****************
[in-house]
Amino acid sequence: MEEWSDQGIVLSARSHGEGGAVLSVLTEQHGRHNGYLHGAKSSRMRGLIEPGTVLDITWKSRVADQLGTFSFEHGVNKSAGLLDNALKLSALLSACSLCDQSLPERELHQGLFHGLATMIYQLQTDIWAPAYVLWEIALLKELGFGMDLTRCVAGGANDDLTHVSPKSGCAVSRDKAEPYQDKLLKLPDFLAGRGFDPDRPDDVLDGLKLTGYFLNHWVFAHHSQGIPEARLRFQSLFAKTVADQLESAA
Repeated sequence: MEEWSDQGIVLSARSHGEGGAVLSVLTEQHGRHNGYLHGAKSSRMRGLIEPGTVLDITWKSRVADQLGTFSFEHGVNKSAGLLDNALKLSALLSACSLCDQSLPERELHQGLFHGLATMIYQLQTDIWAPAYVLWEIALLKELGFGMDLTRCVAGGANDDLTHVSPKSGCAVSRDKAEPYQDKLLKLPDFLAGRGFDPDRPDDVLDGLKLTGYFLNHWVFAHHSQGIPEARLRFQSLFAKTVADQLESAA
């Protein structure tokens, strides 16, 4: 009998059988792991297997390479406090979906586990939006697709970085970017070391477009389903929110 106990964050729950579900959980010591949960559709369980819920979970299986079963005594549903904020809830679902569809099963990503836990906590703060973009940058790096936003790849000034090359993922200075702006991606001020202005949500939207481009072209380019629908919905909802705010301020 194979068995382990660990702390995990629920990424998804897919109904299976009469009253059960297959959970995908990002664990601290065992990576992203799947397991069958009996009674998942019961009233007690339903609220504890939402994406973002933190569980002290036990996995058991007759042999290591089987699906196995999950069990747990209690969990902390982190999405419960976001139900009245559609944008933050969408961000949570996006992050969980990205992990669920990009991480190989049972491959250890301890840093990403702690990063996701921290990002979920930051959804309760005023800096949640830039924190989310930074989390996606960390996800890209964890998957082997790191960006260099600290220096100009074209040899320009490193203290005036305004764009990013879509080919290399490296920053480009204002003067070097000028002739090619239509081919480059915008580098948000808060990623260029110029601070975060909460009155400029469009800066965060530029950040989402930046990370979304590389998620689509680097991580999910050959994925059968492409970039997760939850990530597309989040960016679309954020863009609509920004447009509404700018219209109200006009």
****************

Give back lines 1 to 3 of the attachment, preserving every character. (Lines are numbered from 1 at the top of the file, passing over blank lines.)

[in-house]
Amino acid sequence: MEEWSDQGIVLSARSHGEGGAVLSVLTEQHGRHNGYLHGAKSSRMRGLIEPGTVLDITWKSRVADQLGTFSFEHGVNKSAGLLDNALKLSALLSACSLCDQSLPERELHQGLFHGLATMIYQLQTDIWAPAYVLWEIALLKELGFGMDLTRCVAGGANDDLTHVSPKSGCAVSRDKAEPYQDKLLKLPDFLAGRGFDPDRPDDVLDGLKLTGYFLNHWVFAHHSQGIPEARLRFQSLFAKTVADQLESAA
Repeated sequence: MEEWSDQGIVLSARSHGEGGAVLSVLTEQHGRHNGYLHGAKSSRMRGLIEPGTVLDITWKSRVADQLGTFSFEHGVNKSAGLLDNALKLSALLSACSLCDQSLPERELHQGLFHGLATMIYQLQTDIWAPAYVLWEIALLKELGFGMDLTRCVAGGANDDLTHVSPKSGCAVSRDKAEPYQDKLLKLPDFLAGRGFDPDRPDDVLDGLKLTGYFLNHWVFAHHSQGIPEARLRFQSLFAKTVADQLESAA